The Good News That Turned Bad

or is it the bad news that will turn good?

I have been holding a big announcement in the past month. After a 6 month search and at least 30 open house visits, Albert and I finally made an offer to purchase our own home about a month ago. The offer was accepted, so we started to plan for the move, we did research on what furniture to buy, and we began telling our friends and families, etc.

Then the unthinkable happened last weekend. The purchase contract fell apart due to the serious delay from our loan officers to get the final approval. (ask me who NOT to hire at Bank of America privately, if you want to avoid the same mistake!)

It took me a little while to recover from the loss, mainly emotionally. Now, instead of announcing this great news to everyone here, I am sharing this good news that turned bad.

Sorry for all the false excitement and invitations to do things with my new home. Albert and I will continue to rent, moving to a small one bedroom apartment near our current place next week.

My dad is a man with few words. He usually writes or talks to me when big things happen. This time, he reminded me of the following famous Chinese saying -- 塞翁失馬,焉知非福 * --“The old man lost his horse. Nobody really knew if it was good or bad in the end!”

Here is the story behind the saying – There once was a wealthy horse collector in a small town in ancient northern China. (about 150 BC). One of his very good horses ran away into the neighboring barbarian country. Everyone consoled him, but he said “why should I hastily conclude that this is not a fortunate thing?”

After a few months, the horse came back and brought back another very fast horse from the nearby country. Everyone congratulated him, but the old man said “Getting such a special horse for no obvious reason may not be a good thing after all."

One day, the old man’s son fell off of the new horse and crippled his leg. Everyone again, consoled the father. The father again did not jump into any conclusions to whether he should be happy or sad.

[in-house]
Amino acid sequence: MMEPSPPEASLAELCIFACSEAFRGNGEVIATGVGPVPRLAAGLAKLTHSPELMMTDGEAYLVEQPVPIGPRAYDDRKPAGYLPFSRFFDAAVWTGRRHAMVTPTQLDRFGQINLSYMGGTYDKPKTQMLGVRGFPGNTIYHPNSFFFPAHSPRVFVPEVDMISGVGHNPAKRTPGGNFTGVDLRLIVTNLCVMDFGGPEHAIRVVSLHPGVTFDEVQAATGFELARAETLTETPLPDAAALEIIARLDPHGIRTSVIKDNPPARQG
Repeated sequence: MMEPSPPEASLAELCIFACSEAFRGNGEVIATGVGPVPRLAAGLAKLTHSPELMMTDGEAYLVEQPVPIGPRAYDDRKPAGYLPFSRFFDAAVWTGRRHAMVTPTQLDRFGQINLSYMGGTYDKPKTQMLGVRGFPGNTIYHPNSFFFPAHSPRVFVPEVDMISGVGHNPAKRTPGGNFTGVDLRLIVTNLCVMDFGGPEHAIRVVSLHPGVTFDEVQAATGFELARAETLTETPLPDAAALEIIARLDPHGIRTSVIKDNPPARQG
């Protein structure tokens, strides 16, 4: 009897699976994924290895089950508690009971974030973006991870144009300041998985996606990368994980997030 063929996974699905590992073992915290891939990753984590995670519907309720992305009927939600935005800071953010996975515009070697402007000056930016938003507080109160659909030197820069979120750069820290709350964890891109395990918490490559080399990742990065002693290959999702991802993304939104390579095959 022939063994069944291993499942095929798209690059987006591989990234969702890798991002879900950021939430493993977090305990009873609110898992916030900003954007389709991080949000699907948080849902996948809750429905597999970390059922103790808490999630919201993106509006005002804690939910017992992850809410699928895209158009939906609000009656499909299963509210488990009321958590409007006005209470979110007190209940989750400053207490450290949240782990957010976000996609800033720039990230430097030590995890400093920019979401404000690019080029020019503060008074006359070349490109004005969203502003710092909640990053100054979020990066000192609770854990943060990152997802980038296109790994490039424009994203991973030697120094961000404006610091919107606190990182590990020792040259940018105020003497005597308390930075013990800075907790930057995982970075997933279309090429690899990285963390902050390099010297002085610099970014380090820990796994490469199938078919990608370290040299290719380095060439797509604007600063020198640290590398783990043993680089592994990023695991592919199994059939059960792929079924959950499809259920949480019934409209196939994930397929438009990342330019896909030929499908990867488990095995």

One year later, the nearby enemy declared war with the old man’s country, and every healthy young adult was asked to go to war. Almost everyone died in that battle. The old man’s son did not go to war because his leg was crippled!

"A setback may turn out to be a blessing in disguise." or "Every cloud has a silver lining." are similar English sayings. I like this story even more, because it serves both way. Things happen for reasons, and most of the time it is initially not easy to judge whether they are good or bad. If everything goes as you wish, extreme happiness is not necessary. At the same time, if everything seems to be against your dreams, there is no need to be completely devastated, either.

* The Chinese pronunciation is "Sai Weng Shi Ma, Yan Zhi Fei Fu" and the source is from 淮南子/人間訓 (Huainanzi). The Chinese version with pictures can be found here.


Anonymous said...


Well, after reading your article, I wouldn't say "I felt sorry for you." Instead, I would encourage you to continue house-hunting. One day you're going to find an even better one than the one you lost.


Anonymous said...

Though I still wonder how that would happen, I have to agree with your father. It is true that everything happens for some reason, despite you may not know what it is at that time. You didn't lose anything but got 6 more months to look for your ideal apartment.


Wonderland Alice said...

Dear Frieda and Colleen,

It's so good to see your words here when I woke up this morning. Thank you.

I am actually very excited about this new apartment now. Check it out!!! Click into the "Club Level" link and see the gym and the wine tasting room, etc...


I will live in the smallest unit they have with absolutely no view at all. So, I plan to hang out by their beautiful pool all the time. : ) Come visit me!

Miss you, Alice